The Science Corner will help readers learn about complex topics in the horticultural and hydroponic industries without the confusing jargon and technical terminology. This article will tackle the technical topic of cation and anion exchange capacity. The goal is to break things down for you so you can apply that knowledge and achieve bigger yields, improved quality, and lower costs.
The Cat and the Onion
Cations are positively charged particles and anions are negatively charged particles. This concept is essential to understand because all of the nutrients used to grow plants are either positively or negatively charged. If we have a high Cation Exchange Capacity (CEC), the media can hold onto more positive nutrients and deliver them to the plant when it’s needed. Anion exchange capacity is the ability to hold onto negatively charged particles. Still, it isn’t mentioned as often because being positive is much more critical (and the majority of our feed is positively charged).
If you like the simple things in life, know that a low CEC means you have to regularly and consistently add plant food to the media. A high CEC means the media will hold onto excess nutrients and release them when the plant desires.
The way I remember my cations from my anions? Cats are nice (that’s positive) and onions make me cry (that’s a big negative). I told you science corner wasn’t all jargon and technical statements! Just cats and onions.
The Positive And Negative Elements
Plant food is mostly made up of 17 essential plant nutrients:
Macronutrients needed in the highest quantities:
Nitrogen – NO3- Nitrate (Anion)
Ammonium NH4+ (Cation)
Phosphorus – HPO42- (Anion)
Potassium – K+ (Cation)
Micronutrients needed in smaller quantities:
Magnesium – Mg+2 (Cation)
Calcium – Ca+ (Cation)
Sulfur – SO42- (Anion)
Micronutrients needed in trace amounts:
Boron – BO3-3 (Anion)
Chlorine – Cl- (Anion)
Manganese – Mn+2 (Cation)
Iron – Fe+2/Fe+3 (Cation)
Nickel – Ni+2 (Cation)
Copper Cu+/Cu+2 (Cation)
Zinc – Zn+2 (Cation)
Molybdenum – MoO4-2 (Cation)
Non-fertilizer elements obtained through the air and water:
Hydrogen – H+ and H- Carbon, which can form many anions and cations
An easy way of remembering whether an element is a cation or anion is that cations are metallic elements, and anions are non-metallic. Also, the left side of the periodic table will mostly be cations, and the right side is primarily anions.
You may have heard that growing in soil and other complex potting mixes is easier than growing in coco and that growing in coco is easier than growing in Rockwool or water due to the CEC values.
Higher CEC offers room for error without punishment. A substrate with a high CEC will have a lot of clay and organic matter present. They are generally well-buffered, so you will not be affected by large pH swings. On the other hand, low CEC substrates are lightly buffered, if at all, and therefore, can have dramatic fluctuations in pH. For the beginner grower, a soil or high CEC substrate will make life a lot easier and be far more forgiving.
Coco-based substrates are next best as they have good CEC compared to Rockwool or water. Choosing a media with a low CEC comes down to preference. Frequent irrigations and heavy feed schedules don’t work as well with soil or high CEC soils because they tend to retain water for longer, which can decrease root oxygen levels.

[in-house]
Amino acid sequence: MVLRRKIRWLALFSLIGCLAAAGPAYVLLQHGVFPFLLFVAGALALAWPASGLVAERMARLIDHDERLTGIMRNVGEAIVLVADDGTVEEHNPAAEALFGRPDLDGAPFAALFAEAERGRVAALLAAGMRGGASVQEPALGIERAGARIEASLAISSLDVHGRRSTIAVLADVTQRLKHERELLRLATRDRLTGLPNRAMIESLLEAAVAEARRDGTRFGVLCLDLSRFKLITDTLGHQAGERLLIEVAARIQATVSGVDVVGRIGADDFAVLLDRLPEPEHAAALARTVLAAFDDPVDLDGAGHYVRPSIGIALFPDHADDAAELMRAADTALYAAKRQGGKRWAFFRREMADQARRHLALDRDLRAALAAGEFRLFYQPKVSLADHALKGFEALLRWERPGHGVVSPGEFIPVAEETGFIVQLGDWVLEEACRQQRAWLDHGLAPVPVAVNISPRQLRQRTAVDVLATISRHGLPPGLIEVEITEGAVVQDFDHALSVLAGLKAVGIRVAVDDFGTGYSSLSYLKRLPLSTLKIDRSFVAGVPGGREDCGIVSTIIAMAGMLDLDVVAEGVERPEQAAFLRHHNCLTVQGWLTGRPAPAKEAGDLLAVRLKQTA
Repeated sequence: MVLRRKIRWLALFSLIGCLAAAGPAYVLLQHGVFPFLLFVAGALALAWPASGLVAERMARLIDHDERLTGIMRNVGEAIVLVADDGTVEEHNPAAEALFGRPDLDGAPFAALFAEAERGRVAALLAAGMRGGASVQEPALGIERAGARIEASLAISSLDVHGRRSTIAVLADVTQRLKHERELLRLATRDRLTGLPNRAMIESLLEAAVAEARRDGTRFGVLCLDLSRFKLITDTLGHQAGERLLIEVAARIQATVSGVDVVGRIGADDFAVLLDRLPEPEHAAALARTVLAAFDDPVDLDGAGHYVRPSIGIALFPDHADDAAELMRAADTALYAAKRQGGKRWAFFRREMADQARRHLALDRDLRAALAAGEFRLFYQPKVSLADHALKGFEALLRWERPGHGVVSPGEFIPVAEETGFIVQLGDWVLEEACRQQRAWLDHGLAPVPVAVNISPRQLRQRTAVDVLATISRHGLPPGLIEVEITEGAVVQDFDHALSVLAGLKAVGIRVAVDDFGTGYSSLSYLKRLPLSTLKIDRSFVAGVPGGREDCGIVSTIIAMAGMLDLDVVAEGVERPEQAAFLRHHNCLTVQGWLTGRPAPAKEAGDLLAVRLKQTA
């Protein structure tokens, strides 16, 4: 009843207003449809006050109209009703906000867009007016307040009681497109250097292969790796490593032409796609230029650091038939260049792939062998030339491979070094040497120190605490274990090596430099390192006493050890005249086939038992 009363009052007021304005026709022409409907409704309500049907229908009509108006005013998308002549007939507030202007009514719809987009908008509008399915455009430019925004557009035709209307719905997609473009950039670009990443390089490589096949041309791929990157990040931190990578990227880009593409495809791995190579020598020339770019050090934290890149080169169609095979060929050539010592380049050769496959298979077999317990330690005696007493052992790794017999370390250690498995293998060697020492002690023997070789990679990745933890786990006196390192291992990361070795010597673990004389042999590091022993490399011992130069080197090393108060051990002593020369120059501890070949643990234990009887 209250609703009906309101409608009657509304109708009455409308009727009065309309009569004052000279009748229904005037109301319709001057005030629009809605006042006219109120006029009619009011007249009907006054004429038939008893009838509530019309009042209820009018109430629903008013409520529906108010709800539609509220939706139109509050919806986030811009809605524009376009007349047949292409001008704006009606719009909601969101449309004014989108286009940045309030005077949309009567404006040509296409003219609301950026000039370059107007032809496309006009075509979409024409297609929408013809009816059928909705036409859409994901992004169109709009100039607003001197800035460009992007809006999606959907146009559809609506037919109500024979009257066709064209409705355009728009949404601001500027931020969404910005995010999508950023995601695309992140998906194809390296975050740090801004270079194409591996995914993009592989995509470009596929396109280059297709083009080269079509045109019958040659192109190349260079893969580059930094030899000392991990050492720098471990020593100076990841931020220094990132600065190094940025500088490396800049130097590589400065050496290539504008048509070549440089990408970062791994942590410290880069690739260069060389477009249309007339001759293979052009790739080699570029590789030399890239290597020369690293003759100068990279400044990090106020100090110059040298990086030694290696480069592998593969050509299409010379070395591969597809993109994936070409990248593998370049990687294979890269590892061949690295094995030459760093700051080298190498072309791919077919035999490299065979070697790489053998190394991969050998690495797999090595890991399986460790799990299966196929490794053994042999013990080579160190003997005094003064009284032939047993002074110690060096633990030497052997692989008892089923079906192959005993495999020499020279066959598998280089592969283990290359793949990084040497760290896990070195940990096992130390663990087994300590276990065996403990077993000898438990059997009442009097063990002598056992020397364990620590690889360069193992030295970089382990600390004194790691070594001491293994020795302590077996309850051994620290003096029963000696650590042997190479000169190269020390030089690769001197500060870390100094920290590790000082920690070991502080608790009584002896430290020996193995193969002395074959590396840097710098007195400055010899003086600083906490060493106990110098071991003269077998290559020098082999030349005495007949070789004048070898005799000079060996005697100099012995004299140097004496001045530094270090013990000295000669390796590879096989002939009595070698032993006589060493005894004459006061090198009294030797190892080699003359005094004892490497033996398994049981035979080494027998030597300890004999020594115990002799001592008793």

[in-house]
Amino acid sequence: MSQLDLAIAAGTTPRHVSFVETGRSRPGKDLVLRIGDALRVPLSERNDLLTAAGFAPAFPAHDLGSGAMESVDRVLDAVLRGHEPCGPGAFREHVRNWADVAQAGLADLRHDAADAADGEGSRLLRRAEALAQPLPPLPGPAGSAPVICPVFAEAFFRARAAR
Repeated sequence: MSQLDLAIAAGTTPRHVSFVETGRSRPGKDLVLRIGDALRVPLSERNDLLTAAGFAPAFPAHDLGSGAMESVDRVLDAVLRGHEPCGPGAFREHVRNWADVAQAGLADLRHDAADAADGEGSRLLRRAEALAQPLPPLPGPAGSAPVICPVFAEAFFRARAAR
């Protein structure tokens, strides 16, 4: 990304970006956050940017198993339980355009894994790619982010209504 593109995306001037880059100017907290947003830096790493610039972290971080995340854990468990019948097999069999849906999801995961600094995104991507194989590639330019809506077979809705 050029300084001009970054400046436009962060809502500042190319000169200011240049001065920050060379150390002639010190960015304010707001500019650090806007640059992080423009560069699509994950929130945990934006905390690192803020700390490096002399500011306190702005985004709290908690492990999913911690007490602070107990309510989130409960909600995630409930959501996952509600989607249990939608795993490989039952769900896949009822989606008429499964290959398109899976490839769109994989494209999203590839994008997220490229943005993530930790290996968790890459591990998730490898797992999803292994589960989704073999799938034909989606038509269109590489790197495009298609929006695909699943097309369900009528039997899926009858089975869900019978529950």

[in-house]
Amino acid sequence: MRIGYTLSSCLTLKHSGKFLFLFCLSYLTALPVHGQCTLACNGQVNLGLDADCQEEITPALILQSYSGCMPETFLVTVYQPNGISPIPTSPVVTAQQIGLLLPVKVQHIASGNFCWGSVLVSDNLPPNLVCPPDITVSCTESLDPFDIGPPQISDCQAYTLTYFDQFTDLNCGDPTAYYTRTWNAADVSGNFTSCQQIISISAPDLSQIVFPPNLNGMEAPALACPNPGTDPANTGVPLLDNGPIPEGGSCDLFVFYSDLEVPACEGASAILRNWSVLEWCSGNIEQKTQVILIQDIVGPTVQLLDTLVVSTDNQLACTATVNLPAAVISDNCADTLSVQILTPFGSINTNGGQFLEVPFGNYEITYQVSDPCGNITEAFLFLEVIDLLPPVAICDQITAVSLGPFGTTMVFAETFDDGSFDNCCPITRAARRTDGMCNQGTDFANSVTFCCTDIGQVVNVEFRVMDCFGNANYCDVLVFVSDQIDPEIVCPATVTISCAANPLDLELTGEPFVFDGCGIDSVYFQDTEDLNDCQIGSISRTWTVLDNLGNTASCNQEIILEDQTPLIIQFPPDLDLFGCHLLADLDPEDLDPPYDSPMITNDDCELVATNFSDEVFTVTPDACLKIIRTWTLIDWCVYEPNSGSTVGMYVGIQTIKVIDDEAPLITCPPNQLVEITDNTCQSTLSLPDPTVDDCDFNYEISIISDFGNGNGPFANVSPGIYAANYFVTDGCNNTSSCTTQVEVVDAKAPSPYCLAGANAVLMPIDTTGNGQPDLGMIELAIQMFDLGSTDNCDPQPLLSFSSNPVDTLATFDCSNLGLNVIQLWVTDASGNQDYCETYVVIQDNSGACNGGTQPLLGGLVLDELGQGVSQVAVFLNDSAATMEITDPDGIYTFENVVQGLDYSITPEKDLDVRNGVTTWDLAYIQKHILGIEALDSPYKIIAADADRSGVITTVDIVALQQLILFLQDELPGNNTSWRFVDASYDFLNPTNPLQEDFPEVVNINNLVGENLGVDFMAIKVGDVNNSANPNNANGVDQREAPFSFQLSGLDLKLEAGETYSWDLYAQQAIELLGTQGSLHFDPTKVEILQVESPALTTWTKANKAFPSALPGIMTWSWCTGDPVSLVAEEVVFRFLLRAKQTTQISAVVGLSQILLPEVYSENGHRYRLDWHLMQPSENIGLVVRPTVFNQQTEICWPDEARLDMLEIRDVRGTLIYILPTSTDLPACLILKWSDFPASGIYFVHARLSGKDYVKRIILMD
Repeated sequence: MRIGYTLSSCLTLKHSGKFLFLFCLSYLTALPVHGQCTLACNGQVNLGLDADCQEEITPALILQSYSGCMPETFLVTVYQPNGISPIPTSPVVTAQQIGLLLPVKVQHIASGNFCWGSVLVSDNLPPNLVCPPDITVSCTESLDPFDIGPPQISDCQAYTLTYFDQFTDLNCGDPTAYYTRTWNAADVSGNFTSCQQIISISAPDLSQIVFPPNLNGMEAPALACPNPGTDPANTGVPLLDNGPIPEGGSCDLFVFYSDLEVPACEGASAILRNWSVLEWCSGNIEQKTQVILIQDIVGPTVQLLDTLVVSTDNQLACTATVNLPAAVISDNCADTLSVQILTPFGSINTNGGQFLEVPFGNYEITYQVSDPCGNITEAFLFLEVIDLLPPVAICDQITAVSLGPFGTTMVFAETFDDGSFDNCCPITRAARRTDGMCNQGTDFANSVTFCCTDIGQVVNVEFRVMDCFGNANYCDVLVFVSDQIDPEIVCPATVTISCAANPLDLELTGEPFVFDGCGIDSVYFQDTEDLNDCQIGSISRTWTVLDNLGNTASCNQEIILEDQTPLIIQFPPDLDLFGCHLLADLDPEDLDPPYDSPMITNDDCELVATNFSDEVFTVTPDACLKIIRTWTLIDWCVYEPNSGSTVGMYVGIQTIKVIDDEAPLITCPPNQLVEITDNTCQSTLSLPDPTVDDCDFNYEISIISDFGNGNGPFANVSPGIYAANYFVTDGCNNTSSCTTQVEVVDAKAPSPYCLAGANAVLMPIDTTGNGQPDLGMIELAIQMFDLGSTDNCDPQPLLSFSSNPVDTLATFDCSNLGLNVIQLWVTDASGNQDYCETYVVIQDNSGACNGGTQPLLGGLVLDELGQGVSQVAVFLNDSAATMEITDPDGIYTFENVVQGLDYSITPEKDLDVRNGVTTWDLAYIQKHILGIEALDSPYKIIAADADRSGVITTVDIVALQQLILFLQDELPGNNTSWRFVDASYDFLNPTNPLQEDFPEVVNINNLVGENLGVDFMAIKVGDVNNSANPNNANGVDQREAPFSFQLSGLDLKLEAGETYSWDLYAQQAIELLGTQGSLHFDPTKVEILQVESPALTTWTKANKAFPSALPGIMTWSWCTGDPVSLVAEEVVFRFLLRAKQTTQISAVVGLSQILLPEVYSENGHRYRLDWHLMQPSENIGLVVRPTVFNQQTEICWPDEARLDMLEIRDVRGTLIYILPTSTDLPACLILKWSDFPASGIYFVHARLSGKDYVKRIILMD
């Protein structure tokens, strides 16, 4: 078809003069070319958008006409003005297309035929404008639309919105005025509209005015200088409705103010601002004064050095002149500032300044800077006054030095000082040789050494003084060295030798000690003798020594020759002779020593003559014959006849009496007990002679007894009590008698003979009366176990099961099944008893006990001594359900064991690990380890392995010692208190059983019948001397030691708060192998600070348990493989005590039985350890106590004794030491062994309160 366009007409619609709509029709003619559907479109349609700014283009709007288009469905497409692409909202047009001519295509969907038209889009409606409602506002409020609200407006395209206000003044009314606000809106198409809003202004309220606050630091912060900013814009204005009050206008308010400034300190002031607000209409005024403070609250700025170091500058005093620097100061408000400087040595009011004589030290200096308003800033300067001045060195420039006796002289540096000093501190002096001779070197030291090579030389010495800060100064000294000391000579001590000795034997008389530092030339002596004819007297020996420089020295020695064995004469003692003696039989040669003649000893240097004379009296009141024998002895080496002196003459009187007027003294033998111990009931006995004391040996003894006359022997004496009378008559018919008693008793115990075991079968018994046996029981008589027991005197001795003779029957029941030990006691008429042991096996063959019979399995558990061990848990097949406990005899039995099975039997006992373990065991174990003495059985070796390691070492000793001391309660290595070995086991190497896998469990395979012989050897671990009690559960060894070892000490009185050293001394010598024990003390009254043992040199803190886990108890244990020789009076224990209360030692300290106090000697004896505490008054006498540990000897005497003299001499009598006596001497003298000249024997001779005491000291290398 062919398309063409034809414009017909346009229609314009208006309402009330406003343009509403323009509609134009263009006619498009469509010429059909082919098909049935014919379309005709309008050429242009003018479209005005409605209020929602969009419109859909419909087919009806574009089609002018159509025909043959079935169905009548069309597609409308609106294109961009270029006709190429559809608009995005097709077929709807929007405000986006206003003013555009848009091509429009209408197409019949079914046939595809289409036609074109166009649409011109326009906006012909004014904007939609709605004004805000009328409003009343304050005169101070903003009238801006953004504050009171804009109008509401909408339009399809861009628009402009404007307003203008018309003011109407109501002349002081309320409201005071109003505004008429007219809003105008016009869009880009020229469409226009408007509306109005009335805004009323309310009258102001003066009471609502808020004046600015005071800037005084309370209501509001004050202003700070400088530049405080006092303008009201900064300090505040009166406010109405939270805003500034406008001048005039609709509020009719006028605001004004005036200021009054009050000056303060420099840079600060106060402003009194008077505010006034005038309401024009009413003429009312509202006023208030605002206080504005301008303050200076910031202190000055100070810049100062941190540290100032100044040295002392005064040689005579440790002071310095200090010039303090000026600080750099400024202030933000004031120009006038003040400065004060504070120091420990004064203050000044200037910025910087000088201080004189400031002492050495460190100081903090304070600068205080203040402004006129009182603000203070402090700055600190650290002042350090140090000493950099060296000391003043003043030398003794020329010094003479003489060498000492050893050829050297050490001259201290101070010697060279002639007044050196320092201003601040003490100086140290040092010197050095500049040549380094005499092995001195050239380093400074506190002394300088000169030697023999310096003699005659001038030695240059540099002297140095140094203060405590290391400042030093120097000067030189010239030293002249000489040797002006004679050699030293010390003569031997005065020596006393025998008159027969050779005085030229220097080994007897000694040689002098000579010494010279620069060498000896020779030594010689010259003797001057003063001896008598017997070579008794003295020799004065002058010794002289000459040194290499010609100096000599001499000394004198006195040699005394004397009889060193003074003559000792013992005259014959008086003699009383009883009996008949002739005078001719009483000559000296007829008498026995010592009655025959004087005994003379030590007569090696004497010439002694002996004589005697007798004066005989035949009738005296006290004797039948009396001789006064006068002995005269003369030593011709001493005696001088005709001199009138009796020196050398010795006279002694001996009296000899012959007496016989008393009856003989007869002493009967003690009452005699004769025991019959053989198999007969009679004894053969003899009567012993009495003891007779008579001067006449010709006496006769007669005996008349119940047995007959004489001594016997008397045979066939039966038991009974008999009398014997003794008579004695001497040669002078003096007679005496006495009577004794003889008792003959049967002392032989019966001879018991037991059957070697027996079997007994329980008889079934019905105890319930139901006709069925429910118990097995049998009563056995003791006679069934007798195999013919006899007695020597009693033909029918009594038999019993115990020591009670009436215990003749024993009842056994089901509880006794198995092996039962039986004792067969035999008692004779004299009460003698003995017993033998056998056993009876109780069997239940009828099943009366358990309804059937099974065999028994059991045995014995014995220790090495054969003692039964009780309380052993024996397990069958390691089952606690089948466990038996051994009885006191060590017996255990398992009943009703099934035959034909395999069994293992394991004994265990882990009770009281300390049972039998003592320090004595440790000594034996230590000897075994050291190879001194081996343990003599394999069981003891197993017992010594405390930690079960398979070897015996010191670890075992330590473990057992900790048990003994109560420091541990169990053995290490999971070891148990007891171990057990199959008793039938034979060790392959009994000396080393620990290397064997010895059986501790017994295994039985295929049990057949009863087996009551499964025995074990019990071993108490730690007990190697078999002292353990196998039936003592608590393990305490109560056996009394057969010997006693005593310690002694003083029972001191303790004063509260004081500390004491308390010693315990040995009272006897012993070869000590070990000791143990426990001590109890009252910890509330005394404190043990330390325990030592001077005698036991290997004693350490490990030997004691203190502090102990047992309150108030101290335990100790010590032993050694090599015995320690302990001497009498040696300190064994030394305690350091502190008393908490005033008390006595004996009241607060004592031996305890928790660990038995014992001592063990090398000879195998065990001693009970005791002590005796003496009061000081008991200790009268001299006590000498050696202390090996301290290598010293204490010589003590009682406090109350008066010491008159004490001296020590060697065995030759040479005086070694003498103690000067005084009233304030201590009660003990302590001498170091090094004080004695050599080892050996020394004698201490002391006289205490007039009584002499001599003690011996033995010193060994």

Cation exchange capacity and positively or negatively charged ions are essential for growth, but they can also be complicated. Understand what CEC is when choosing your media and know that growing with a buffer for potential mistakes will require a high CEC media (such as soil). Frequently irrigated media should have a low CEC.
Lastly, the salt in a substrate has minimal bearing on the quality of the media. Run-off tests are useful to know the EC of a medium during growth or flowering, but provide little benefit with media straight from the bag. Some substrates will be very ‘salty’ (high EC), but this can be due to the levels of calcium, which act as a buffer and increase nutrient uptake. Low EC substrates could retain some of the nutrients you are trying to give to your plant and create deficiencies.
Next, it is crucial to understand how nutrients interact with each other, and the effect of adding too much or too little to the nutrient regime. A great place to start is Mulder’s plant interaction chart, which shows the antagonistic (against) and synergistic (promoting) effects of nutrient interactions. The table makes it clear why nutrients are needed at certain times and why a grower might be experiencing deficiencies or toxicities.
So there you have it; the science of growing easier to understand!
Cornell University Cooperative Extension (CUCE) (2007) Cation Exchange Capacity (CEC). Agronomy Fact Sheet Series # 22. Department of Crop and Soil Sciences, College of Agriculture and Life Sciences, Cornell University.
Hazelton PA, Murphy BW (2007) Interpreting Soil Test Results: What Do All The Numbers Mean?. CSIRO Publishing: Melbourne.
McKenzie NJ, Jacquier DJ, Isbell RF, Brown KL (2004) Australian Soils and Landscapes: An Illustrated Compendium. CSIRO Publishing: Collingwood, Victoria.
Moore G, Dolling P, Porter B and Leonard L (1998) Soil Acidity. In Soilguide. A handbook for understanding and managing agricultural soils. (Ed. G Moore) Agriculture Western Australia Bulletin No. 4343.
Rayment GE, Higginson FR (1992) Electrical Conductivity. In ‘Australian Laboratory Handbook of Soil and Water Chemical Methods’ Inkata Press: Melbourne.
Rengasamy P, Churchman GJ (1999) Cation Exchange Capacity, Exchangeable Cations and Sodicity. In Soil Analysis an Interpretation Manual. (Eds KI Peverill, LA Sparrow and DJ Reuter). CSIRO: Melbourne.